Horrific music … True Music Horrors for Halloween

Not just as a form of entertainment, music has been used to make a statement, to send a message and to record a moment in history that shouldn't be forgotten. 

 Here a few pieces of music juxtaposed against the role they played through time:



Shostakovich – ‘Leningrad’ Symphony No. 7

Inspired by Hitler’s attack on Russia in 1941, Shostakovich dedicated his work to the city of Leningrad. The Leningrad premiere of the piece took place while the city was still under siege by Nazi forces. It soon became popular in the Soviet Union as a symbol of resistance to Nazi occupation and a memory of the estimated 27 million Soviet citizens who died in World War II.

On the evening of Sunday August 9 1942, the German artillery guns laying siege to Leningrad for a year were temporarily silenced by a classical concert being broadcasted live on the hastily rigged loudspeakers across the city’s frontlines.

The Leningrad premiere of Shostakovich’s 7th Symphony performed by a ragtag orchestra made up of musicians who were half dead from starvation. Although the siege would continue for another two years and claim the lives of close to a million civilians, captured German officers admitted that it was when they heard the Leningrad, as the Seventh Symphony became known, that they knew they could never defeat the city.



Franz Liszt - Les Préludes

By 1945, the use of music to fuel German morale reached a saturation level. For some reason, Les Préludes by Hungarian composer Franz Liszt — whose romantic works had, after all, influenced his son-in-law, Richard Wagner — was always used to accompany film footage of dive bombers. Les Préludes was also used as a signature theme for the Sondermeldung, or special announcements, that periodically interrupted normal radio programming to announce victories, after the reading of which a snappy contemporary march would be played.



Górecki – Symphony of Sorrowful Songs

One of the composers responsible for the post-war Renaissance of Polish music, Henryk Górecki and his 1976 Symphony No.3 features a solo soprano singing Polish texts in all three movements of the Symphony of Sorrowful Songs. The second movement, on the other hand, was inspired by the words etched into the walls of a Gestapo prison by an 18-year-old girl during the Second World War. The words read:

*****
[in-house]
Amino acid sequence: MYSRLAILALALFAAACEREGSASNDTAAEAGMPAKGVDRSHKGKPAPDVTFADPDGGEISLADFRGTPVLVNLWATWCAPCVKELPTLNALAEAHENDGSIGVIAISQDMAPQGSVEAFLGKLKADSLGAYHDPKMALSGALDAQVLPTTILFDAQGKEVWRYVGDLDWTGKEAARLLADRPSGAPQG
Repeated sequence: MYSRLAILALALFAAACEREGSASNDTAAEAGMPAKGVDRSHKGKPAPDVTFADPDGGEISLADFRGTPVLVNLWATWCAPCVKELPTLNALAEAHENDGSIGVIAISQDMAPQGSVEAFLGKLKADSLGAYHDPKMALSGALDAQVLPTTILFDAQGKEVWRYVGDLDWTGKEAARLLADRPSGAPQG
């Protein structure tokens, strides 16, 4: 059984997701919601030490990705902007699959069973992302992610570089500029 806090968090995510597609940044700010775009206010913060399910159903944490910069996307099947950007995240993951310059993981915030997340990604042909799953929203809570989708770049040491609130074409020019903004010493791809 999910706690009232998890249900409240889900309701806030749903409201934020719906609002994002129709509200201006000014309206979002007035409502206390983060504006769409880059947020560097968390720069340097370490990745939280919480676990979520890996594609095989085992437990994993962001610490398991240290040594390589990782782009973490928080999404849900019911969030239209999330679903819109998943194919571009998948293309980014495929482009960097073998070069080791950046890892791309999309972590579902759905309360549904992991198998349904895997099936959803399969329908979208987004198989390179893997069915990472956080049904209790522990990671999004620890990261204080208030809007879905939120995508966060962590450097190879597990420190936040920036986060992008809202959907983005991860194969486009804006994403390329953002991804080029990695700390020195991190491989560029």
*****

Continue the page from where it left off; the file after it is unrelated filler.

"No, Mother, 

do not weep,

 Most chaste Queen of Heaven Support me always."



Messiaen - Quartet for the End of Time

French composer Olivier Messiaen wrote his ‘Quatuor pour la fin du temps’ when he was imprisoned in a prisoner-of-war camp in Görlitz, Germany (now Zgorzelec, Poland).

Premiered by Messiaen’s fellow prisoners in the camp – on ruined instruments, Messiaen later said of the performance: “Never was I listened to with such rapt attention and comprehension”. It has come to be one of the composer’s most important works.



Irving Berlin – White Christmas

After almost twenty years fighting in Vietnam, the United States began to pull-out by April 1975.

The Americans knew that it was over.  Needing to evacuate about 1000 Americans – many of them civilians – and 6000 at-risk Vietnamese who would suffer if they were left behind, the American Embassy distributed a 15-page booklet called SAFE ((Standard Instruction and Advice to Civilians in an Emergency).

A map within the booklet indicated the assembly areas were helicopters would be able to land to pick people up.  An insert page read:

Note evacuational signal. Do not disclose to other personnel. When the evacuation is ordered, the code will be read on Armed Forces Radio. The code is: “The temperature in Saigon is 105 degrees and rising.” This will be followed by the playing of “I’m Dreaming of a White Christmas.”

On April 28, 1975, President Gerald Ford’s order arrived, launching Operation Frequent Wind, the term used for the final evacuation. The coded message went out: “The temperature in Saigon is 105 degrees and rising.” Then the wistful strains of White Christmas played on the radio.

In nineteen hours, 81 helicopters carried approximately 7,000 people to aircraft carriers offshore.